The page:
Substance Use Disorders Research. PI is developing and disseminating innovative treatments for those suffering from substance use disorders. We are also working to combat the stigma of these conditions as well as training the next generation of addiction investigators and clinicians.

Researchers in this area are at the forefront of confronting the current opioid crisis. This includes: evaluating the abuse potential of novel pain medications (such as kappa opioid partial agonists and substance P antagonists), studying how an individual’s genetic make-up can be used to improve treatment outcomes, and partnering in national efforts to ensure that evidence-based interventions, what actually works for people with substance use disorders, are delivered to individuals and their families, across New York and throughout the country.

MIND Research Program: Molecular Imaging and Neuropathology

MIND applies neuroimaging to study how brain dysfunction can lead to mood disorders and suicidal behavior.

MIND also leads the Silvio O. Conte Center for Suicide Prevention, the only such federally-funded suicide research center in the country. Its mission is to investigate the neurobiology of mood disorders and suicide risk, and development preventive strategies.

Psychotic Disorders. The mission of this program is to advance our understanding of the causes, natural history, underlying pathology and treatment of schizophrenia and related psychotic disorders. One aspect of this research is to develop measures of violence potential for people with incipient psychotic disorders, including an instrument for violence assessment and a biomarker indicative of imminent potential for violence. In addition, this research seeks to align scientific investigation with the needs of public mental health programs and initiatives, as well as build research into the education programs and clinical services of the department and the OMH system of care.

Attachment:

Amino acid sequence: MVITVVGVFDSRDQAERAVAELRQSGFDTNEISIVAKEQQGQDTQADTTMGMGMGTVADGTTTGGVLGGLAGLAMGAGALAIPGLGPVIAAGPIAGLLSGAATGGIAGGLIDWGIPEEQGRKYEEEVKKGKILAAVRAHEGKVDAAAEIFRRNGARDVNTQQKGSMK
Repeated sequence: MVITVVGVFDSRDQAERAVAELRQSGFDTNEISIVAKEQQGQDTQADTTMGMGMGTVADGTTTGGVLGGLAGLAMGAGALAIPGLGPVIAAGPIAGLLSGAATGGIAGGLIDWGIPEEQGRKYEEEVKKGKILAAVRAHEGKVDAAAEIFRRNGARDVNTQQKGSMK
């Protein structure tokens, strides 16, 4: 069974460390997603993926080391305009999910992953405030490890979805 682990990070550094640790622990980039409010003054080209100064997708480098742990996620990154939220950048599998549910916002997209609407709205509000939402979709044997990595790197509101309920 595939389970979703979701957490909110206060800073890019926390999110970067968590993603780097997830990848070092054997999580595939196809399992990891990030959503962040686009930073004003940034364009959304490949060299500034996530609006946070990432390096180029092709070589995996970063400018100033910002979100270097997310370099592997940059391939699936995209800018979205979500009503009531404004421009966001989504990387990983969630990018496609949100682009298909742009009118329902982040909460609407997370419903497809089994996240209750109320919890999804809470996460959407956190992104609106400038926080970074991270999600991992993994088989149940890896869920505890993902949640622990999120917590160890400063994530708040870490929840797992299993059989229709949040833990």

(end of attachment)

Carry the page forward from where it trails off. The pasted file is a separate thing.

Currently funded research in Psychotic Disorders is supported by 38 grants or contracts, including 24 NIH awards.

The Center for Practice Innovation (CPI) provides extensive educational and training on evidence-based practices, what works in real practice, how to deliver it, and how to continuously improve services. The success of CPI is evident in that its work is being used in many other regions of the country.

CPI also oversees OnTrackNY, a 21-site program that is a national leader in the delivery of coordinated specialty care for individuals within two years of the onset of non-affective psychosis.

The Global Mental Health Program (GMHP) aims to reduce the burden of mental illness in under-resourced communities throughout the world. GMHP works closely with the World Health Organization (WHO) in conducting field studies and technical consultation to update the International Classification of Diseases (ICD), the diagnostic system used by all WHO member nations to capture public health data and set national health and mental health policies.

Last but not at all least at PI, is the new, groundbreaking, NIMH-sponsored center, “Optimizing and Personalizing interventions for people with schizophrenia Across the Lifespan” (OPAL). The OPAL Center will create an infrastructure to enable research that tests ways to accelerate the development and use, in real clinical settings, of effective, individualized treatments for schizophrenia.

In addition to the research areas described above, PI’s other research programs include: Neuroscience, to study how the brain works; Child and Adolescent Psychiatry, to advance child mental health; Epidemiology & Population Science, to identify what puts us at risk for mental illness; Gender, Sexuality and Health, to serve HIV and LGBT communities; Brain Aging and Mental Health, to study how age impacts mental health; Behavioral & Psychosomatic Medicine, to determine how medical illness affects our mental health; and Mental Health Data Science, to ensure that our researchers use the latest methods for data analysis.